Cumbrian floods: First or second order food scarcity?

The floods brought food scarcity to several Cumbrian towns this week with both household and supermarket stocks ruined — and some food production too with livestock scattered, some drowned . . . and the MacVities biscuit factory in Carlisle out of action.

But the notion that we’ll be seeing starving people in Keswick, Kendal or Carlisle is thankfully far-fetched, a totally unrealistic perspective.

So in the immediate short-term, people are taking up generous offers from neighbours. They are subject to ‘first order scarcity’.

  • First order scarcity: This is the absolute state. There’s little or no food. Floods disrupt food supplies quicker than harvest failure, quicker than wars

It really doesn’t matter how generous your neighbours are in such conditions. Famine looms.

But not in Cumbria. So what’s happening?

Difficult though it may be to think about, here in the UK, we have first order scarcity. can’t feed ourselves; some 40% of our food requirement comes into the country from overseas. Indeed, given the agricultural land available here and our population (~64M), even highly intensified farming won’t provide enough food for us.

Moreover, all cities wherever they are have food scarcity. Over 80% of UK citizens live in cities or conurbations, and have done for decades. And that figure is set to rise to over 90% in the next couple of decades.

So how do we manage feed everyone?

Answer: Though our ‘social adaptive capacity’; through infrastructures such as rapidly deployed emergency systems, through transport logistics, through trading systems, through technologies — through being able to export difficult-to-reverse engineer products, through investment in our brainpower in schools and universities . . . through a political economy that encourages this ‘social adaptive capacity’ to compensate for our ‘first order scarcity’.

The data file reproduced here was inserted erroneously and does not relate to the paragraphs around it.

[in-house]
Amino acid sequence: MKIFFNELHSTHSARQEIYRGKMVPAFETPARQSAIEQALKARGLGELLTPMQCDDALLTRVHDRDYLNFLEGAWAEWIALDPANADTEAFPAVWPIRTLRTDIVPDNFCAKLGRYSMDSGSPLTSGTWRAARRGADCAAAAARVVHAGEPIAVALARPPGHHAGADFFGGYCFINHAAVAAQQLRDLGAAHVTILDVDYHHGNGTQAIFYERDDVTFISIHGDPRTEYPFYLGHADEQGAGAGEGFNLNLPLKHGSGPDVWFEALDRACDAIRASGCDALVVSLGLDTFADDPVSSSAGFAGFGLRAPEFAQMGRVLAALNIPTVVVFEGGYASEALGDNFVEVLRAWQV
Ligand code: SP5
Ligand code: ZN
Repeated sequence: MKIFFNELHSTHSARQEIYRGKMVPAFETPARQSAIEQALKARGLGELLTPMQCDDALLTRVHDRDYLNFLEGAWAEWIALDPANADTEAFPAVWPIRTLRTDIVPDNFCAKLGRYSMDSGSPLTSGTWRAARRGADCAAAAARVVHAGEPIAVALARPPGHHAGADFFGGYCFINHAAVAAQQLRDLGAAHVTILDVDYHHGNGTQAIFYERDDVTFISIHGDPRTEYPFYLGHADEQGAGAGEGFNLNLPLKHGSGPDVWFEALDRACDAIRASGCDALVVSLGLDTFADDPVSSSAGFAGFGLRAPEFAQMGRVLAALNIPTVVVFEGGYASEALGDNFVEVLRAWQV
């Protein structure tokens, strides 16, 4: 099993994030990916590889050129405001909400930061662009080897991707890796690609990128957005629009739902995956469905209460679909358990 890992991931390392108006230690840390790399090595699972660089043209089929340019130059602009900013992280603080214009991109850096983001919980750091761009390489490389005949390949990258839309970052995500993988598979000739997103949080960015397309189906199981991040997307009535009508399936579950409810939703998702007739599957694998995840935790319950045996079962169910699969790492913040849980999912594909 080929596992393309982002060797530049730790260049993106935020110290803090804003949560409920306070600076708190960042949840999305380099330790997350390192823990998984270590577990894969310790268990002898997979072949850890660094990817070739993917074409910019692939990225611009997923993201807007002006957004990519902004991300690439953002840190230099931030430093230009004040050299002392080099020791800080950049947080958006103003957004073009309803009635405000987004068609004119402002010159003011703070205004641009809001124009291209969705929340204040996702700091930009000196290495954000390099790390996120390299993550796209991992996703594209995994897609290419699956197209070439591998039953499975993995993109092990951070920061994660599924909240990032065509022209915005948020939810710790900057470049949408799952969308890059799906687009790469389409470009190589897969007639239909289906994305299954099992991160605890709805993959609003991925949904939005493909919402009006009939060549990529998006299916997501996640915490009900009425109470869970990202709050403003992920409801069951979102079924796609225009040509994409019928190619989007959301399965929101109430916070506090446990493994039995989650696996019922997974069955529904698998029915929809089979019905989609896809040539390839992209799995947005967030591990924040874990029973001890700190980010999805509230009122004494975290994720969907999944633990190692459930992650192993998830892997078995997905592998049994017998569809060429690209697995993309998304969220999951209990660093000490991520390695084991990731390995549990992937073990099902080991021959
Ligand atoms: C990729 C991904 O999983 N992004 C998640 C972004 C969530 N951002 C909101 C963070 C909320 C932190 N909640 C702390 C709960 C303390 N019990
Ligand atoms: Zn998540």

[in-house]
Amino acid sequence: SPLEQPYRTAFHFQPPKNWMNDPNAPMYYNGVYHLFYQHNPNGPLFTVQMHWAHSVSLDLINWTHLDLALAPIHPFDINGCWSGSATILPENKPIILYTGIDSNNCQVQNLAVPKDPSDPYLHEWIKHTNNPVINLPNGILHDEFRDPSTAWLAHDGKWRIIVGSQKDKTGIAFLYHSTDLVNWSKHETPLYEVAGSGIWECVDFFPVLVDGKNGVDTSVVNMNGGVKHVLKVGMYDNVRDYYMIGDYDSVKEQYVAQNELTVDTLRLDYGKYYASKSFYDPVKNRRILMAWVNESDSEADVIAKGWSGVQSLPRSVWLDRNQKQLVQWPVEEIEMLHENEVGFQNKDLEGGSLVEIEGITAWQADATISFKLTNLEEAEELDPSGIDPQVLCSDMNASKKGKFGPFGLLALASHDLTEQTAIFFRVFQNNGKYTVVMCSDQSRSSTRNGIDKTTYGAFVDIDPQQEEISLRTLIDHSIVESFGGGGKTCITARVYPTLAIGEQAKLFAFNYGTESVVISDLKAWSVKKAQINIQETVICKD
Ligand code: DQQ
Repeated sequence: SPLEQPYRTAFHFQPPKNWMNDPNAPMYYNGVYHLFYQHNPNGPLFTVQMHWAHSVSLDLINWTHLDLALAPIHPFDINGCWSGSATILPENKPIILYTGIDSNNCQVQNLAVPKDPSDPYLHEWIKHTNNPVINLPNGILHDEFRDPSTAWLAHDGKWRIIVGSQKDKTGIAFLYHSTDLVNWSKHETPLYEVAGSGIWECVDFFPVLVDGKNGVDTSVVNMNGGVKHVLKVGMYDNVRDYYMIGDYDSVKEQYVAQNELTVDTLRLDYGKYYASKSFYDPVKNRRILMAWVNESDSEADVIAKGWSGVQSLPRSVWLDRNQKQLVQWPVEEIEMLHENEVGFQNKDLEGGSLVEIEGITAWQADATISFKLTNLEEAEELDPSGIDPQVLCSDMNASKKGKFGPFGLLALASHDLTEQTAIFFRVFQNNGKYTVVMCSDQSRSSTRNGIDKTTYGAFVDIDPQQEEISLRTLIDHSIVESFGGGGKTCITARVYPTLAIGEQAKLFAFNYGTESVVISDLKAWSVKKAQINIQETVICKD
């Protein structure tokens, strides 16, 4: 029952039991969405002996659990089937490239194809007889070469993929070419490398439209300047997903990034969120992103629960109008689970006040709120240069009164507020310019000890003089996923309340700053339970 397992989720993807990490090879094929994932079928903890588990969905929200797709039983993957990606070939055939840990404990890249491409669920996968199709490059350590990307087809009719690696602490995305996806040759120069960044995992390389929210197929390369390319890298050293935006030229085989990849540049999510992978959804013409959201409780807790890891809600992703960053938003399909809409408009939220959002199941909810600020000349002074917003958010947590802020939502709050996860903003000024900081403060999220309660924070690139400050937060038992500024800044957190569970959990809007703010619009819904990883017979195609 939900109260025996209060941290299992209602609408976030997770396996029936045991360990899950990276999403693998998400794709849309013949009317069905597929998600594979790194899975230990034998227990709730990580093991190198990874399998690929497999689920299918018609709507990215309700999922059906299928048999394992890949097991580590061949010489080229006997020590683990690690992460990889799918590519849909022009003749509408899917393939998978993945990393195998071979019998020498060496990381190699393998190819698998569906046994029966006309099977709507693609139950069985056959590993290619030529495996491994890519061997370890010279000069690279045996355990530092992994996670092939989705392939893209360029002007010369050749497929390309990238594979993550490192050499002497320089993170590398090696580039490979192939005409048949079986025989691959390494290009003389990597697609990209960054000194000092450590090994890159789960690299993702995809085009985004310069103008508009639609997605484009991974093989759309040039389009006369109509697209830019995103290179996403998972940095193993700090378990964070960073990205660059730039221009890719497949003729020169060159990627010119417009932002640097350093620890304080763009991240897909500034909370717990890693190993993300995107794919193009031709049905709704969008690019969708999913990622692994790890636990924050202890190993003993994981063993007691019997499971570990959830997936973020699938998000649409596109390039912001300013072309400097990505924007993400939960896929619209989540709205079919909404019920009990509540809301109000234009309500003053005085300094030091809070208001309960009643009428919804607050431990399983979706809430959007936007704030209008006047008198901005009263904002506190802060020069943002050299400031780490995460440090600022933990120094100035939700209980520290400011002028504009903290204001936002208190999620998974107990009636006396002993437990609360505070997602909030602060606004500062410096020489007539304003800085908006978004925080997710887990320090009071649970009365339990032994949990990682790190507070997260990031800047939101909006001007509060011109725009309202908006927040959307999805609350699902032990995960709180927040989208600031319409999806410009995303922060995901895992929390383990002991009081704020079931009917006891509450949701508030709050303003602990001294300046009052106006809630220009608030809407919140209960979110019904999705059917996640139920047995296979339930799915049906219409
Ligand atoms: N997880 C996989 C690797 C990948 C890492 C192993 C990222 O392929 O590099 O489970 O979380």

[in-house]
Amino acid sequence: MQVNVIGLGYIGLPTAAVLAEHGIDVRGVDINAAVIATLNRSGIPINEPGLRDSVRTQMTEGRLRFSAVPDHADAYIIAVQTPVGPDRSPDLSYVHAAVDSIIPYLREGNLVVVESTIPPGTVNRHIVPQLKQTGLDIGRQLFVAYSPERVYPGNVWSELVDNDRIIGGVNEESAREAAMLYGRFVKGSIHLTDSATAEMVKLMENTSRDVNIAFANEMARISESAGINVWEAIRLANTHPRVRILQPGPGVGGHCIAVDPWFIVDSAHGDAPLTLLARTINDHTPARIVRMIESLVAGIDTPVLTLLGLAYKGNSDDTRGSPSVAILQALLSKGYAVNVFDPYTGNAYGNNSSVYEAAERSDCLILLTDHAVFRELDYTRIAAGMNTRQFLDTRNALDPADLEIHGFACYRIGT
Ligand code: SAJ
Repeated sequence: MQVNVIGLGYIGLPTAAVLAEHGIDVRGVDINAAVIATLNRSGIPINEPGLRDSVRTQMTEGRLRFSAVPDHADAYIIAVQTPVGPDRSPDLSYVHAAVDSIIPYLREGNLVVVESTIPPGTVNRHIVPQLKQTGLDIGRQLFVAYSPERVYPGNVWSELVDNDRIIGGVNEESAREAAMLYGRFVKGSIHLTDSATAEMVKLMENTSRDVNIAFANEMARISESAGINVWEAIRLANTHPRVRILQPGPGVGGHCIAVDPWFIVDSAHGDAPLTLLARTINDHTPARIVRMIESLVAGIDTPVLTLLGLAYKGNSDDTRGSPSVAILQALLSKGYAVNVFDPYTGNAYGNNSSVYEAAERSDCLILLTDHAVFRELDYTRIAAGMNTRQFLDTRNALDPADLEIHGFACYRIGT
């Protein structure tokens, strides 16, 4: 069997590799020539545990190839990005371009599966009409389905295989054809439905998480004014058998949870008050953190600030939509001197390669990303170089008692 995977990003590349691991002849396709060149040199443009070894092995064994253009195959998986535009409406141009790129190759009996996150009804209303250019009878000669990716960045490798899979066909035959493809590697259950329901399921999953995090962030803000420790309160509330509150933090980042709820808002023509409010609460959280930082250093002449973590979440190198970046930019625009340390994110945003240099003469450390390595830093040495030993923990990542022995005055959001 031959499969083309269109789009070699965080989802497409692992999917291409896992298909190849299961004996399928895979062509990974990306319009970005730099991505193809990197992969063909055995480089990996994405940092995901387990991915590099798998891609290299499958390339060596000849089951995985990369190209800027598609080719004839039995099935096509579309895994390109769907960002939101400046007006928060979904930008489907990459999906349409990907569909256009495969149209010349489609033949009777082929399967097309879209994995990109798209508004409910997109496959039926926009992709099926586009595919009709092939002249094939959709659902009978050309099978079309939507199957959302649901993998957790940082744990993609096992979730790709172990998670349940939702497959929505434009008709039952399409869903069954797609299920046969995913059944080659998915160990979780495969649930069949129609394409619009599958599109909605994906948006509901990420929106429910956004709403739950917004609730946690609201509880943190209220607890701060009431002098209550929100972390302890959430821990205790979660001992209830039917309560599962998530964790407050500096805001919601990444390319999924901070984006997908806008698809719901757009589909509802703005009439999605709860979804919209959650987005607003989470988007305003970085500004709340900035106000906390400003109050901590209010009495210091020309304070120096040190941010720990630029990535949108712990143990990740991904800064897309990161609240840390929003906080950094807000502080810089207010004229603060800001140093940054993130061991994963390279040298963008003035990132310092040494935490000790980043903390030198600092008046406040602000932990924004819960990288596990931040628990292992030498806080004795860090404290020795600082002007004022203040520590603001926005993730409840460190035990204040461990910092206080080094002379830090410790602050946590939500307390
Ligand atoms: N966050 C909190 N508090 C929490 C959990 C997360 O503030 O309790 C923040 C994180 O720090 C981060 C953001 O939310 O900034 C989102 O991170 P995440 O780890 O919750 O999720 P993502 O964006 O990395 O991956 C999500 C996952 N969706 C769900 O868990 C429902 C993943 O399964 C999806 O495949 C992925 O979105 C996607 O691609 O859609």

As illustration of our ‘social adaptive capability’,note  the rapidity of emergency service responses, the re-establishment of transport and logistics systems . . . and the Prime Minister and other politicians on the Cumbrian scene, literally so.

  • Second order scarcity: is the lack of social adaptive capacity to compensate for physical shortage.

And what can we learn from this concept of first and second order scarcity? I quote from Tony Allan writing about water scarcity:

Devoting resources to providing engineering and institutional remedies in the water sector will not solve the water problem for the whole political economy. Strengthening and diversifying the political economy will, on the other hand, create changed circumstances that will enable water problems to be solved.

An improvement in social adaptive capacity can compensate for a physical water shortage. An improvement in the volume and quality of water cannot compensate for a shortage in social adaptive capacity in the same measure.

The image at the top of this blogpost shows the predicted changes in crop yields owing to climate change. The concept of first and second order scarcity indicates the only way we can meet the challenges the first order food scarcity humanity is facing is by investing in social adaptive capacity, as important here in the densely populated UK as anywhere.

note: The concept of first and second order scarcity was first proposed about water scarcity in a PhD thesis Environment, scarcity and conflict — a study of Malthusian concerns by Leif Ohlusson at the University of Goteberg (1999). This concept was then taken up by Tony Allan, notably in his influential book The Middle East Water Question: Hydropolitics and the global economy .(2nd edition, reprinted 2012)

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